Nine Chinese leather shoe producers have been chosen by the European Union (EU) for a sample survey for an anti-dumping charge, according to the China Leather Association.
"The EU decision was made earlier this month," said Su Chaoying, a senior official with the association. "But it is only a preliminary one."
He said the association and the chamber of commerce are consulting with enterprises preparing to give feedback to the EU.
The sampling includes five companies in Guangdong Province, two in Fujian Province, one in Zhejiang Province and one in Liaoning Province. All these companies are major footwear vendors, both at home and abroad.
A source close to the commerce ministry said that the chamber of commerce of this sector was expected to suggest the EU consider the allocation of the enterprises as well as the categories of products. They hope that more companies will be chosen.
The EU is expected to publish the final sampling results this week.
According to its procedures, EU officials may conduct September surveys on the chosen Chinese shoe producers, and decide whether to grant the economic treatment to Chinese firms that responded to the charge.
The case against Chinese leather shoes, which involves a value of US$730 million, is the largest anti-dumping charge encountered in the past decade.
So far, over 110 leather shoe producers have responded to the EU charge, Su said. The chamber of commerce will appeal to the EU for non-material injury to the industry.
The leather shoe anti-dumping charge is only one of the recent three EU initiated against China-made footwear, followed by the fabric shoe and the labour shoe cases.
As for other cases of the labour shoe anti-dumping, five companies have been chosen for the sampling.
As Europe is the second largest export market of Chinese footwear, the EU's rulings will be vital to Chinese companies.
The European economic bloc recently allowed Chinese sweaters which had reached the EU border but were shut out of the market to enter the market using next year's quotas.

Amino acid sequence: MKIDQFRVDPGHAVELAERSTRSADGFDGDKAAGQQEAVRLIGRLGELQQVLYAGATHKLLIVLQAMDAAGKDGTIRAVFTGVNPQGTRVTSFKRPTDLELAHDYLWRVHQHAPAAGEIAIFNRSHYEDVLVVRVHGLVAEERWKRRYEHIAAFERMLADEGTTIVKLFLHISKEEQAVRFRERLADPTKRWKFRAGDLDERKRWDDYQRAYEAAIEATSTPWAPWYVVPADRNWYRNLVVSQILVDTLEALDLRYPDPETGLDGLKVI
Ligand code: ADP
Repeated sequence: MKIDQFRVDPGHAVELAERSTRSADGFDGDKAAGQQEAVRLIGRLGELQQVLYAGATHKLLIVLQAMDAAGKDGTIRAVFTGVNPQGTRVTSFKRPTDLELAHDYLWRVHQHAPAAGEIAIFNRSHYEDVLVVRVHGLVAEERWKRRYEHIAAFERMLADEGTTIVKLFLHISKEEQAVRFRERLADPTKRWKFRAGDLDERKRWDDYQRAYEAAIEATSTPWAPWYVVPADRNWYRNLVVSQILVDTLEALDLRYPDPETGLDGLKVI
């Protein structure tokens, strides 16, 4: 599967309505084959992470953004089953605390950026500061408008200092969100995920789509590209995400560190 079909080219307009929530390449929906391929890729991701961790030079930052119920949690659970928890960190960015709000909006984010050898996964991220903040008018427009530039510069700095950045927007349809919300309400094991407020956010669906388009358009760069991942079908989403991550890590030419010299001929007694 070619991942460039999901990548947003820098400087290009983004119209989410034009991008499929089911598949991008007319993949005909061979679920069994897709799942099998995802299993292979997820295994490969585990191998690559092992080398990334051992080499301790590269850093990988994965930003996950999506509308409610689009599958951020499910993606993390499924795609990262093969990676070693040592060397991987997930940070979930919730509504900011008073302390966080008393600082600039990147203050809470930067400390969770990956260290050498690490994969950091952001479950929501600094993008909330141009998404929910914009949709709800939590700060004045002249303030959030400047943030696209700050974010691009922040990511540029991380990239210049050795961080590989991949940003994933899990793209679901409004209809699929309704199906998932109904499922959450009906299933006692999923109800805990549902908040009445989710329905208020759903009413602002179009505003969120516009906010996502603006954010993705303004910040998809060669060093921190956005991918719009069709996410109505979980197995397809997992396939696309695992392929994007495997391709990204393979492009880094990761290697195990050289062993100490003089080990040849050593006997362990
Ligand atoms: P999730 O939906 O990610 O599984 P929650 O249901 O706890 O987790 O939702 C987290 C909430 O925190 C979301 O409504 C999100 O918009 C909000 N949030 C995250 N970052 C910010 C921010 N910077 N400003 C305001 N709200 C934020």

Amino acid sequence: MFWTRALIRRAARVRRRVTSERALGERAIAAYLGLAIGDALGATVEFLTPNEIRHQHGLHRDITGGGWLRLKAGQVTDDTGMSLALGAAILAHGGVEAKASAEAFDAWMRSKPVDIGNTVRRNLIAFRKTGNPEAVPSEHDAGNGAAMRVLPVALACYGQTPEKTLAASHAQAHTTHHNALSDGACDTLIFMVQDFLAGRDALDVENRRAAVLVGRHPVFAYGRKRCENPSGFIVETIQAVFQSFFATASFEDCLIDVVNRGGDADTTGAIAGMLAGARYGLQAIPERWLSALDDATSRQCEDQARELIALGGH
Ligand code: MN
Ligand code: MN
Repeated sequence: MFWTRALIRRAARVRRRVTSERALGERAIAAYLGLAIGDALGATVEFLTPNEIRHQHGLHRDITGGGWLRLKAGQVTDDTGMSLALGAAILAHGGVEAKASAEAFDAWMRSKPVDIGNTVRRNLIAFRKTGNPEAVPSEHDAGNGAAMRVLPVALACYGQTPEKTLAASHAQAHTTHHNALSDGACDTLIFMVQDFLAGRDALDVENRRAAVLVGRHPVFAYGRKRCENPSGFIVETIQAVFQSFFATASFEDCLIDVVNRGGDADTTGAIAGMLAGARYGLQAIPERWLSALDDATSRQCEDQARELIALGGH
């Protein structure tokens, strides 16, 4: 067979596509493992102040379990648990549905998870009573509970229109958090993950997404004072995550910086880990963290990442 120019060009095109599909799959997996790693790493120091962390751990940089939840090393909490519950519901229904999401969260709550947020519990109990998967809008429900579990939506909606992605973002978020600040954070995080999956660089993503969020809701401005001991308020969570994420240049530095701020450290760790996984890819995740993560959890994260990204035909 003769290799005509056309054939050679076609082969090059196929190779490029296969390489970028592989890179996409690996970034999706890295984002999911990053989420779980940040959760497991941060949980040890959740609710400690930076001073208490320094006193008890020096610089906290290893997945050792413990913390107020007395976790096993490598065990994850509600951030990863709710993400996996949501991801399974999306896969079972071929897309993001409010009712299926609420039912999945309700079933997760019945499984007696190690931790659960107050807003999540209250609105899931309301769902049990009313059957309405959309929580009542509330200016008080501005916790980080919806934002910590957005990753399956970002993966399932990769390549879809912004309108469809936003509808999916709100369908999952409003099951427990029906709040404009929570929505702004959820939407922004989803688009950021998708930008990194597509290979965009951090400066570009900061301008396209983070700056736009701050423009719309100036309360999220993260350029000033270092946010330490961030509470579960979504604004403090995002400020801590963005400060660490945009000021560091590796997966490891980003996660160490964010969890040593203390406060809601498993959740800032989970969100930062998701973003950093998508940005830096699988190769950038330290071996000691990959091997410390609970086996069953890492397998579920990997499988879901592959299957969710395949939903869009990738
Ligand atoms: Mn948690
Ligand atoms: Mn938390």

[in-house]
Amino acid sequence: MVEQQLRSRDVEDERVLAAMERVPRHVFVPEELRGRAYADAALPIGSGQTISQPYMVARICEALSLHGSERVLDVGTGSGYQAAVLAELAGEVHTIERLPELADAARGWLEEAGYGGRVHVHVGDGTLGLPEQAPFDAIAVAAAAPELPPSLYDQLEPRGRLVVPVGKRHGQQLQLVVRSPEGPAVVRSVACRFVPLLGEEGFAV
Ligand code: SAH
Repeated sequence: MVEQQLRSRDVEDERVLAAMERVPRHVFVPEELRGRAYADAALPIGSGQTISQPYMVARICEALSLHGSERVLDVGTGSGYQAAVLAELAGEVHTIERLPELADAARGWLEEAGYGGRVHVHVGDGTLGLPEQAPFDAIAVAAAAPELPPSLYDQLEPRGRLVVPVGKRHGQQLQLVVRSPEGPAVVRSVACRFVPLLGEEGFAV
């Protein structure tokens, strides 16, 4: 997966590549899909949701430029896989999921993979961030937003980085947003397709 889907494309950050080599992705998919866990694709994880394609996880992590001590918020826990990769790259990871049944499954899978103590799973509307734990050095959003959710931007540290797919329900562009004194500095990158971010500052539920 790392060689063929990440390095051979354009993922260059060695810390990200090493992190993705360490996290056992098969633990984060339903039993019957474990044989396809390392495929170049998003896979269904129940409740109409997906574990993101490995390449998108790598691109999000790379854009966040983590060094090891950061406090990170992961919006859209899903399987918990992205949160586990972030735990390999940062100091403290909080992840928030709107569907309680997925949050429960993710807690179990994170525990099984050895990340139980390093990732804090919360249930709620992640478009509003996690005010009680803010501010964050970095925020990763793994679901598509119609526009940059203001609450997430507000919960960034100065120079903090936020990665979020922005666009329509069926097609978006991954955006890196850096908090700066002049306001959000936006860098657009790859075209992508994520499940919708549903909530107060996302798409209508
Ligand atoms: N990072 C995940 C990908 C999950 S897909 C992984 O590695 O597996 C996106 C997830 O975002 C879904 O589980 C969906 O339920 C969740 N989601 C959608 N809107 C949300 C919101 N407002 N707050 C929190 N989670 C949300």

By July, the country's sweater exporters had used up all quotas given for this year.
China's exports of sweaters, together with another nine categories, are under EU curbs restricting their annual growth rates to 8 to 12.5 per cent.
The EU was caught in an intense conflict with China over the textile issue as domestic textile and the garment industry intended to curb Chinese textile products.
The two sides reached a last minute agreement over this issue on June 11 in Shanghai, after more than 10 hours of negotiations between top commerce officials from both sides.
However, Chinese textile and garment exporters are suffering more in the US market.
In a couple of days, they will use up the quotas for men's tatting shirts as well as for another five categories, including cotton trousers, cotton shirts and underwear.
Among the seven categories under restrictions, only quotas for cotton yarn are enough for the whole year.
China failed to reach an agreement similar to that between China and the EU with the United States through rounds of talks.
The US Government continues efforts to restrict Chinese textiles.
US Senator Chuck Hagel was quoted by Bloomberg as saying that the United States should avoid the "colossal mistake" of provoking trade and economic disputes with China, and instead seek a co-operative relationship.
(China Daily August 11, 2005)